This is classic rent-seeking. The Howard government was never tempted to yield, but as part of the Labor government's mining-tax reform package, it agreed to boost compulsory super contributions to 12 per cent by 2019. Why? I don't doubt Labor was got at by the union end of the financial services industry.

Contributions increased to 9.25 per cent last July, but the Abbott government came to power promising to defer the phase-up for two years. I'd lay a small bet this deferral will become permanent - though probably not before contributions rise to 9.5 per cent on July 1.

I wouldn't be sorry to see the phase-up abandoned. The Henry report recommended against it, arguing that action to reduce the industry's fees could produce a similar increase in ultimate super payouts. And it's doubtful that low income earners are better off being compelled to save rather than spend their meagre earnings.

The government's policy of compelling workers to hand so much of their wages over to the finance industry surely leaves the government with a greater-than-normal obligation to ensure the industry doesn't exploit this monopoly by misadvising and overcharging its often uninformed customers.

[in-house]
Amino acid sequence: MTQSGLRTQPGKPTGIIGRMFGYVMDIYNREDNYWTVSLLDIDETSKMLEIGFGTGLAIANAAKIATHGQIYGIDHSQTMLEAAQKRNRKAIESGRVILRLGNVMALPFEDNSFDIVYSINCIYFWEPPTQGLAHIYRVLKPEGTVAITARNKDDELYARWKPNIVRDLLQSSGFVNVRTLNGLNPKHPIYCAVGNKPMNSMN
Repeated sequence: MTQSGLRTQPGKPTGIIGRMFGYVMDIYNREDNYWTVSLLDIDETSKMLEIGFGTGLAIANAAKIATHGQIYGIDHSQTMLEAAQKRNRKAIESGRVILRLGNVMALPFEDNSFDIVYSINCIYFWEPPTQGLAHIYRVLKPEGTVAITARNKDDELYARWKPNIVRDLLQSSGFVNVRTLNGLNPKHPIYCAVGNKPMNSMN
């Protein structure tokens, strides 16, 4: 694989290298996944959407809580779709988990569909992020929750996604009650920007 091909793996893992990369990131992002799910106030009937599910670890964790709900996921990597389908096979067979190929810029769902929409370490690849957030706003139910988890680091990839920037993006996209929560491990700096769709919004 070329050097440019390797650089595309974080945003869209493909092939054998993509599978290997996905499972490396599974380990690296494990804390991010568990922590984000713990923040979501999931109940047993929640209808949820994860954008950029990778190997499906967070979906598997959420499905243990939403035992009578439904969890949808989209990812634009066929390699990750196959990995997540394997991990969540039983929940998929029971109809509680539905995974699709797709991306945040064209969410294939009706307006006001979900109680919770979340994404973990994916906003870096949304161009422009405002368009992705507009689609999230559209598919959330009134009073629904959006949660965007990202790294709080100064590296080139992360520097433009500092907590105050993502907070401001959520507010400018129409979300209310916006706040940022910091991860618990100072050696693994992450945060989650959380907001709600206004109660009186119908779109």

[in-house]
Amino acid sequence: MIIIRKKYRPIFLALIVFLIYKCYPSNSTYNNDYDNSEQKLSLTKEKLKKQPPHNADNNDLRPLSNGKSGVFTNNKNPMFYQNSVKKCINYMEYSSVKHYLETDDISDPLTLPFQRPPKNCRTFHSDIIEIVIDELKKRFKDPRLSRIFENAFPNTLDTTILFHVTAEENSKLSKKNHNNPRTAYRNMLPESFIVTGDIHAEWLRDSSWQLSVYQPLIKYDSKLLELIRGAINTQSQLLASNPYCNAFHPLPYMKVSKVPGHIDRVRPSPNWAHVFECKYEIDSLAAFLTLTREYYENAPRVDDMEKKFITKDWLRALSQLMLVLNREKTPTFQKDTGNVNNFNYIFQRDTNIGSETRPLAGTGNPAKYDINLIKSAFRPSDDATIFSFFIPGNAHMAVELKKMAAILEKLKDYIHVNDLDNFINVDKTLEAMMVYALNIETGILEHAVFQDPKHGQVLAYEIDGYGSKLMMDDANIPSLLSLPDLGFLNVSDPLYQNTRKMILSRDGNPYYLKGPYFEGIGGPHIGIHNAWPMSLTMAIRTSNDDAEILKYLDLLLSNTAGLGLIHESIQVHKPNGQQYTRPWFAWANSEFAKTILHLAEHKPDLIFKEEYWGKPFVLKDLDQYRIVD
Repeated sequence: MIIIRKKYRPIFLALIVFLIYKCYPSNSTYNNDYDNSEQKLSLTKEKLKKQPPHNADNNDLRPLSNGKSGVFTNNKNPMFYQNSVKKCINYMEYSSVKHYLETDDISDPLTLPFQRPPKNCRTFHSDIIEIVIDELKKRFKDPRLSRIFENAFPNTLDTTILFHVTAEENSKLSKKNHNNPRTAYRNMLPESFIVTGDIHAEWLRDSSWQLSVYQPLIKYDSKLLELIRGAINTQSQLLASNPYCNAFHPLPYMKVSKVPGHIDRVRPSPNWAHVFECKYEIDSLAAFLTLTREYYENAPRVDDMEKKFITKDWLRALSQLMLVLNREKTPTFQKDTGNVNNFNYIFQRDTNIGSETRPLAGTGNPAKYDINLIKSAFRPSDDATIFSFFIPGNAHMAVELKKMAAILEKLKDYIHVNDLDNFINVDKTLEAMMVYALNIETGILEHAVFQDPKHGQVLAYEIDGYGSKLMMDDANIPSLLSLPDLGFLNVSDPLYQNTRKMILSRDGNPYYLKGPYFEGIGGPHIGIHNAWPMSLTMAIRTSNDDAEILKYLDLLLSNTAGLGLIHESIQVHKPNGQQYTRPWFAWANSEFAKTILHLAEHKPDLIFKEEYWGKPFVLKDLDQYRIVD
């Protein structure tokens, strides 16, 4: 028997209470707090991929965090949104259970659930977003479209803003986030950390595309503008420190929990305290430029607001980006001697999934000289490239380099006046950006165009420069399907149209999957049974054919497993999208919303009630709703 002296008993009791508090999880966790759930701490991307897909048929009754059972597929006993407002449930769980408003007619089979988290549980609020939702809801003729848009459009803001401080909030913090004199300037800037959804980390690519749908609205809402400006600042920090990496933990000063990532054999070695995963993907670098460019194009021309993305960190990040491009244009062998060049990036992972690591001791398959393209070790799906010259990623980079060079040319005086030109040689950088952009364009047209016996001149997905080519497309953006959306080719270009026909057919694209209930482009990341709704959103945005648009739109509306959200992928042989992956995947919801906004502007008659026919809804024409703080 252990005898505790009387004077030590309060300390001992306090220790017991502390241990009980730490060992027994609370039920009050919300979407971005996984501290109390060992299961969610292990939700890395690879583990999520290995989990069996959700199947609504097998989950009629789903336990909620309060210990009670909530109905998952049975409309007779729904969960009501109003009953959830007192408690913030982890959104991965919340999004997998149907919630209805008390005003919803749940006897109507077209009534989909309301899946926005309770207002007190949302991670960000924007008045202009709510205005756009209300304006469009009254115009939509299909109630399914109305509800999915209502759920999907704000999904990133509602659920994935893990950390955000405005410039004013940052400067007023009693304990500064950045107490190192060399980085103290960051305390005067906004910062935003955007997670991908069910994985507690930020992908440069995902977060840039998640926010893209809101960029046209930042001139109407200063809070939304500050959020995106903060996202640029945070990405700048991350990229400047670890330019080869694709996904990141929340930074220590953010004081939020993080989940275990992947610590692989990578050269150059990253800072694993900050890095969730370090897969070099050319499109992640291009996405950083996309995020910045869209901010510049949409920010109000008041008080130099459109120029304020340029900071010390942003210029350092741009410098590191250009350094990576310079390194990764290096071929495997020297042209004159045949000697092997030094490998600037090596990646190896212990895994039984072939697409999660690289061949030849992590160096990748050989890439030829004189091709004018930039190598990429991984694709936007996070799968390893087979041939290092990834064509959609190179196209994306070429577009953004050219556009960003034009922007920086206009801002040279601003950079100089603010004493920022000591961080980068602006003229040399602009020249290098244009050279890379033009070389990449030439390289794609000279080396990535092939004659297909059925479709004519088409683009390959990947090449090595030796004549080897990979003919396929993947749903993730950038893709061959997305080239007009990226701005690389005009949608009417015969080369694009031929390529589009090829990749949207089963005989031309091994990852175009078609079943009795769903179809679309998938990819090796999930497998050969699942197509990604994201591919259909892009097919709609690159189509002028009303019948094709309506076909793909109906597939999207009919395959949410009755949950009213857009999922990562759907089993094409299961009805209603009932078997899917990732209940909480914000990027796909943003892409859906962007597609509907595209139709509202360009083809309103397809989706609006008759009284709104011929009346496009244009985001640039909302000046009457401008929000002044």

This - along with the millions lost by investors in Storm Financial and other dodgy outfits - prompted Labor's Future of Financial Advice reforms, which focused on prohibiting or highlighting hidden commissions and requiring advisers to put their clients' interests ahead of their own.

But now Senator Arthur Sinodinos is seeking to water down these consumer protections in the name of reducing "red tape". The financial fat cats live to rip us off another day.
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Monday, March 10, 2014

More privatisation will help fix the economy

I have no sympathy for those who take an ideological approach to the privatisation of government-owned businesses, whether they support all selloffs because governments are always inefficient or oppose all selloffs because the private sector can never be trusted.

No, each proposal should be judged on its merits - with a lot of boxes to be ticked before privatisation is justified.

Even so, it seems likely we'll see a fair bit of privatisation in coming days - particularly at the state level - as part of Joe Hockey's efforts to get his budget back in the black while avoiding having a contractionary effect on economic activity and, indeed, while ensuring the economy accelerates to the point where we get unemployment down again.

What squares this circle is staggered savings in the recurrent budget combined with increased spending on public infrastructure. Though it's getting late, a surge in infrastructure investment would also be a good counter to a possible collapse in mining investment over coming years.